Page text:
These mishaps regularly make the news in South Korea and spur national debate on how, in a country with some of the world’s most advanced technology, such accidents continue to happen. It was a motivator for the legislature to pass the Serious Disasters Punishment Act, said Lee Joon-won, an expert on system safety at Soongsil University in Seoul. 

“Repeated, basic safety accidents are a big blemish on a country with a per capita income of about $30,000,” Lee said. “It’s natural that companies pursue profit, but they have to do so safely.”

"Repeated, basic safety accidents are a big blemish on a country with a per capita income of about $30,000."

South Korea’s flagship manufacturers, shipbuilders and automakers, have long been moving toward high automation levels to keep costs low and compete with global rivals. Now, second-tier manufacturers like Speefox are doing the same, experts told Rest of World.  

The government has pledged to help companies improve their safety standards. The Ministry of Employment and Labor has plans to dispatch officials for on-site inspection and supervision of workplaces. “What is more important than purchasing new equipment is for companies to recognize the importance of securing safety, to prevent industrial accidents and thus establish and implement a safety and health management system,” the ministry said in response to questions from Rest of World. “It is a fundamental responsibility of the state to protect the precious lives and safety of working people.”

South Korea has seen this before: the urge to seek technology-driven solutions to human issues. To address labor shortages and accidents on farms, for example, the government has pushed smart farming technologies and is currently aiming to build 30,000 smart factories this year. But what tech-minded solutions can do, experts point out, is shift responsibility for the original problem from companies to the systems they employ.

Speaking to Rest of World, Kim Sung-hee, a professor at the Korea University Graduate School of Labor Studies, was concerned that the turn to automation could be a way for companies to avoid the greater demands of overhauling their safety practices. “If these technologies are introduced to minimize human error or worker negligence, that could reduce danger and have a preventative effect,” Kim said. “But it’s not desirable to have management and corporations avoiding responsibility and goes against the spirit of the law.”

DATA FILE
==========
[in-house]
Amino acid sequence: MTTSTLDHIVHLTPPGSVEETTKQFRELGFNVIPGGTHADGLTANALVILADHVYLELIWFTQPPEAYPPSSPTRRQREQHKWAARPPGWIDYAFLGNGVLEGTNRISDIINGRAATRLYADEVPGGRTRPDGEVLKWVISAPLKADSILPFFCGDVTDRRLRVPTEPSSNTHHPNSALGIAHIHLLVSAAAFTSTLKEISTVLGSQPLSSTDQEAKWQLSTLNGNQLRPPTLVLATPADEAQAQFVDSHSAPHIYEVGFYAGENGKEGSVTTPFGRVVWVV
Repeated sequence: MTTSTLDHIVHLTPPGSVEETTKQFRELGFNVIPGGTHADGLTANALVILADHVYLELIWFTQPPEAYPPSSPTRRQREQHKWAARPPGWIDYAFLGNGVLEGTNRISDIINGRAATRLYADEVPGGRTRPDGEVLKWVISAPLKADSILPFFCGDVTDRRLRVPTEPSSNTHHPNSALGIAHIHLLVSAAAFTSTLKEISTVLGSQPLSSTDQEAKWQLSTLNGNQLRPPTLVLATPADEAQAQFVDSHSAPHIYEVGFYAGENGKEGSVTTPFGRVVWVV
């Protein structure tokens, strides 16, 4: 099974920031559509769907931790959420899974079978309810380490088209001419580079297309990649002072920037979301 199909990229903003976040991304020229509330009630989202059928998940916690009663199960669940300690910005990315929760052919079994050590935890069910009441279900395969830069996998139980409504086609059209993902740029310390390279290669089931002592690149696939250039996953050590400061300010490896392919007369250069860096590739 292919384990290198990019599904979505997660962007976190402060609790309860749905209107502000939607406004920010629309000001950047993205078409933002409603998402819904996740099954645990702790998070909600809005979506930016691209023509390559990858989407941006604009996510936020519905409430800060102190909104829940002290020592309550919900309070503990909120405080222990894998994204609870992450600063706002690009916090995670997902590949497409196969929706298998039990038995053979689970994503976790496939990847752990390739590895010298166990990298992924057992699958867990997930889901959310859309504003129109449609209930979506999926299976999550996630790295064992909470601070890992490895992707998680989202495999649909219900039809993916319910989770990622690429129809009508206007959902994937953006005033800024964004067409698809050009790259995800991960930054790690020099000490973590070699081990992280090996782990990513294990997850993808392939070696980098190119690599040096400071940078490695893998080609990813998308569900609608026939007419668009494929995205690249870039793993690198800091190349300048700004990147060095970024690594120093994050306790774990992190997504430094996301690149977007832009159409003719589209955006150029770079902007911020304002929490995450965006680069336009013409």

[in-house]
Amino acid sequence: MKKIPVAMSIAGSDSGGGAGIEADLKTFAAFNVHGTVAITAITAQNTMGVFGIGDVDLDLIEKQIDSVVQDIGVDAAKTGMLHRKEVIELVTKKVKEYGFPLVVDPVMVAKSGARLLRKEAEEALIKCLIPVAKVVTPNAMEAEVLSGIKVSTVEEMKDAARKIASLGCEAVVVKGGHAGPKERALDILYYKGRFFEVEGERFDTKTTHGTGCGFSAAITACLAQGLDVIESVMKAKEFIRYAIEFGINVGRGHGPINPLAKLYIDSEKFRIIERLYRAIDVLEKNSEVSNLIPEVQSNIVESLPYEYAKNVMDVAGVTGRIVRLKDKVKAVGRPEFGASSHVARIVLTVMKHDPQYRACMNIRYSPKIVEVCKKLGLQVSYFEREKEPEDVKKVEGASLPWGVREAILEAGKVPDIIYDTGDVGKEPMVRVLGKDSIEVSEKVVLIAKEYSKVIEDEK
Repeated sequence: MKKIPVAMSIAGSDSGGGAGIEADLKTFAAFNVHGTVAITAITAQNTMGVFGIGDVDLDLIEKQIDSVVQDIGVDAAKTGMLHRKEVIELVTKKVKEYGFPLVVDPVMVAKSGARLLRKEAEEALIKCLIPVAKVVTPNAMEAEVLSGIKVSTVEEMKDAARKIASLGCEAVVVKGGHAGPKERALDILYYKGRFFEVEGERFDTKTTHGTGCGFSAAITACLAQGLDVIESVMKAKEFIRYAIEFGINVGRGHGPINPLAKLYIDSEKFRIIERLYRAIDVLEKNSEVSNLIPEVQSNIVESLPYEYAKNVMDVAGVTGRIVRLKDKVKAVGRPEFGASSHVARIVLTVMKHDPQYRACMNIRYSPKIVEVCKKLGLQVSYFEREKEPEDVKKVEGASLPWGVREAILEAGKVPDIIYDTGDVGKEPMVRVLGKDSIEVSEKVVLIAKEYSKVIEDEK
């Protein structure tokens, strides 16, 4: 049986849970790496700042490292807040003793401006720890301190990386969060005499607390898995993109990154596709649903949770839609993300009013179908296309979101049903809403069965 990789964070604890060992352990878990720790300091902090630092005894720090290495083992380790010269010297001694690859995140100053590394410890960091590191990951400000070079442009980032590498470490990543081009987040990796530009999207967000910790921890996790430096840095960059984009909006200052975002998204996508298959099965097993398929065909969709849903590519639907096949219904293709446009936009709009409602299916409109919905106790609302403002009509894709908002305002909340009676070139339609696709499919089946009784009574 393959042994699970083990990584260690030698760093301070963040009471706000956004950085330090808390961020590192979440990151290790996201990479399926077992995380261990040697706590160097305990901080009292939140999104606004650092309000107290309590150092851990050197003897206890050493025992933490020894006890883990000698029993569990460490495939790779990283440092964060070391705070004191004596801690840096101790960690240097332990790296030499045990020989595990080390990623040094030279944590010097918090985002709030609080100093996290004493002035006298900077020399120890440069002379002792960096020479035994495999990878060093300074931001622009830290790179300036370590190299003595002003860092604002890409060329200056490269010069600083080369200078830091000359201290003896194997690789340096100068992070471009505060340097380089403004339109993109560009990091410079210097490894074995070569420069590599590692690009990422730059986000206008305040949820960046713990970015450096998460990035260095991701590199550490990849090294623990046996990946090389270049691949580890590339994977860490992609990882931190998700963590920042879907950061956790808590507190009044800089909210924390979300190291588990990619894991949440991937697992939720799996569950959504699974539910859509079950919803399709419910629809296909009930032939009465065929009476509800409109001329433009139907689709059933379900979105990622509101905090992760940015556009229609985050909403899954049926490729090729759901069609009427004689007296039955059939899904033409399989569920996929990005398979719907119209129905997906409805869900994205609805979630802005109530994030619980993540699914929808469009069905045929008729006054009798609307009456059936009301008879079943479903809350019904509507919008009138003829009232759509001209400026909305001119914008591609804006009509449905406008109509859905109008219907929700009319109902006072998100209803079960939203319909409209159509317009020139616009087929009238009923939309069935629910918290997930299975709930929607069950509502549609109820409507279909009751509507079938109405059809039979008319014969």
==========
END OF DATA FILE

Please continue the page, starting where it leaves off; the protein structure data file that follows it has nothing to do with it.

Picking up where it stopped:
Kim Hyo-jin, Speefox’s managing director, has higher hopes: that the turn toward technology can reduce tension in South Korea’s high-pressure manufacturing sector. “There has always been this militaristic culture in manufacturing. Because you can have no defects, you always have to be hyperaware. Maybe now people can relax a bit.”

The company has survived a shift before. At a time when many small- and mid-sized South Korean manufacturers were relocating overseas for cheaper labor or shutting down altogether, Kim and his team figured out how to produce their own laminate — Polyethylene Terephthalate (PET) film applied on top of an aluminum coil — for the capacitors, which lowered their material costs and gave them an edge in the market. 

The last stop in the production process takes place in a hushed room, in contrast to the rest of the factory. There, a human worker inspects each capacitor case under brilliant fluorescent lighting. Next, the company aims to replace these human inspectors, too, with machine vision cameras. The volatility of high-tech manufacturing has taught Kim Hyo-jin to keep pushing toward the future, she said. “In this kind of business, ultimately, it’s one innovation that can determine whether or not you survive.”